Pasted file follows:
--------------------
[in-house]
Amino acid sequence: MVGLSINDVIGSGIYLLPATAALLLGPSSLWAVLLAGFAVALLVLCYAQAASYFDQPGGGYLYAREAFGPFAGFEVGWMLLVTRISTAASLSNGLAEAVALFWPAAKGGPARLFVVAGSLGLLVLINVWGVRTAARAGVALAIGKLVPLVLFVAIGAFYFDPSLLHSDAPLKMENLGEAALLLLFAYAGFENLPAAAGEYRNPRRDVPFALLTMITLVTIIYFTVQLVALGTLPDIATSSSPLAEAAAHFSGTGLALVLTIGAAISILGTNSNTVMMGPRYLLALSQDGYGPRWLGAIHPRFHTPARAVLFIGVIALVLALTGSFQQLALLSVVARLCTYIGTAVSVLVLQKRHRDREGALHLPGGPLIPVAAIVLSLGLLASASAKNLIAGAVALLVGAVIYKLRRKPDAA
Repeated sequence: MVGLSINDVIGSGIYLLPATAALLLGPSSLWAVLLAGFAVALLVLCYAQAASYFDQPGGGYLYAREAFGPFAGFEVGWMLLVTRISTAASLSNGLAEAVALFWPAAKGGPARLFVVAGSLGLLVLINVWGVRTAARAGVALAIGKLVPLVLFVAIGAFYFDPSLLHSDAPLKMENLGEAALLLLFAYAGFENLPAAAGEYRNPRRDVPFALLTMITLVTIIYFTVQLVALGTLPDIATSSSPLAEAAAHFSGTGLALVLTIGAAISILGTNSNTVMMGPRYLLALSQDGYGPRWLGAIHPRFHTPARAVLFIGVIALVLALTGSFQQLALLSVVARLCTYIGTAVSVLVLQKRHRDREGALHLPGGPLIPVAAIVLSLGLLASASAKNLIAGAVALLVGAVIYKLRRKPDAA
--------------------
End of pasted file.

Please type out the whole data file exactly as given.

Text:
[in-house]
Amino acid sequence: MVGLSINDVIGSGIYLLPATAALLLGPSSLWAVLLAGFAVALLVLCYAQAASYFDQPGGGYLYAREAFGPFAGFEVGWMLLVTRISTAASLSNGLAEAVALFWPAAKGGPARLFVVAGSLGLLVLINVWGVRTAARAGVALAIGKLVPLVLFVAIGAFYFDPSLLHSDAPLKMENLGEAALLLLFAYAGFENLPAAAGEYRNPRRDVPFALLTMITLVTIIYFTVQLVALGTLPDIATSSSPLAEAAAHFSGTGLALVLTIGAAISILGTNSNTVMMGPRYLLALSQDGYGPRWLGAIHPRFHTPARAVLFIGVIALVLALTGSFQQLALLSVVARLCTYIGTAVSVLVLQKRHRDREGALHLPGGPLIPVAAIVLSLGLLASASAKNLIAGAVALLVGAVIYKLRRKPDAA
Repeated sequence: MVGLSINDVIGSGIYLLPATAALLLGPSSLWAVLLAGFAVALLVLCYAQAASYFDQPGGGYLYAREAFGPFAGFEVGWMLLVTRISTAASLSNGLAEAVALFWPAAKGGPARLFVVAGSLGLLVLINVWGVRTAARAGVALAIGKLVPLVLFVAIGAFYFDPSLLHSDAPLKMENLGEAALLLLFAYAGFENLPAAAGEYRNPRRDVPFALLTMITLVTIIYFTVQLVALGTLPDIATSSSPLAEAAAHFSGTGLALVLTIGAAISILGTNSNTVMMGPRYLLALSQDGYGPRWLGAIHPRFHTPARAVLFIGVIALVLALTGSFQQLALLSVVARLCTYIGTAVSVLVLQKRHRDREGALHLPGGPLIPVAAIVLSLGLLASASAKNLIAGAVALLVGAVIYKLRRKPDAA